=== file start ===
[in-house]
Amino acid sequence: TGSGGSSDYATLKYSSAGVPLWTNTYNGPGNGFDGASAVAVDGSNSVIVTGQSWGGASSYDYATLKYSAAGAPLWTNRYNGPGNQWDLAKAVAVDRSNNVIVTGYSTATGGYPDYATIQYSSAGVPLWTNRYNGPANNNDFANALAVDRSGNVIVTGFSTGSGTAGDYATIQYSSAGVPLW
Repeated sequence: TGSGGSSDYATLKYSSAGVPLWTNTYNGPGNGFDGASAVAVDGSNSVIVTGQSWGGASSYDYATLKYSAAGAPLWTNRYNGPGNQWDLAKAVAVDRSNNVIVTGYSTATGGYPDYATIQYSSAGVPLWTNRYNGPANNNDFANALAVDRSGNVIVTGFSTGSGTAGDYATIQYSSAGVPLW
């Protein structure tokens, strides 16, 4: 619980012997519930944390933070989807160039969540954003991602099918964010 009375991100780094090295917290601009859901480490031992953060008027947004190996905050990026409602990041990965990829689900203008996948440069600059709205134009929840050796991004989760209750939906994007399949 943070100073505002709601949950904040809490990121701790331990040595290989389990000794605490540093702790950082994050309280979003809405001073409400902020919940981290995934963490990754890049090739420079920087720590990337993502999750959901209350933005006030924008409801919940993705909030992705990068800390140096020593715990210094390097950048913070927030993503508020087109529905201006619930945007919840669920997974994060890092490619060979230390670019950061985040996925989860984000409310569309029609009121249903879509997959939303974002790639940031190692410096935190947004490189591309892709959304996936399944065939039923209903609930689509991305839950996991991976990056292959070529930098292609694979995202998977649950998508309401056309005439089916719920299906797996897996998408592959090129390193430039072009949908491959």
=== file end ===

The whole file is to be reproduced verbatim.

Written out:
[in-house]
Amino acid sequence: TGSGGSSDYATLKYSSAGVPLWTNTYNGPGNGFDGASAVAVDGSNSVIVTGQSWGGASSYDYATLKYSAAGAPLWTNRYNGPGNQWDLAKAVAVDRSNNVIVTGYSTATGGYPDYATIQYSSAGVPLWTNRYNGPANNNDFANALAVDRSGNVIVTGFSTGSGTAGDYATIQYSSAGVPLW
Repeated sequence: TGSGGSSDYATLKYSSAGVPLWTNTYNGPGNGFDGASAVAVDGSNSVIVTGQSWGGASSYDYATLKYSAAGAPLWTNRYNGPGNQWDLAKAVAVDRSNNVIVTGYSTATGGYPDYATIQYSSAGVPLWTNRYNGPANNNDFANALAVDRSGNVIVTGFSTGSGTAGDYATIQYSSAGVPLW
């Protein structure tokens, strides 16, 4: 619980012997519930944390933070989807160039969540954003991602099918964010 009375991100780094090295917290601009859901480490031992953060008027947004190996905050990026409602990041990965990829689900203008996948440069600059709205134009929840050796991004989760209750939906994007399949 943070100073505002709601949950904040809490990121701790331990040595290989389990000794605490540093702790950082994050309280979003809405001073409400902020919940981290995934963490990754890049090739420079920087720590990337993502999750959901209350933005006030924008409801919940993705909030992705990068800390140096020593715990210094390097950048913070927030993503508020087109529905201006619930945007919840669920997974994060890092490619060979230390670019950061985040996925989860984000409310569309029609009121249903879509997959939303974002790639940031190692410096935190947004490189591309892709959304996936399944065939039923209903609930689509991305839950996991991976990056292959070529930098292609694979995202998977649950998508309401056309005439089916719920299906797996897996998408592959090129390193430039072009949908491959």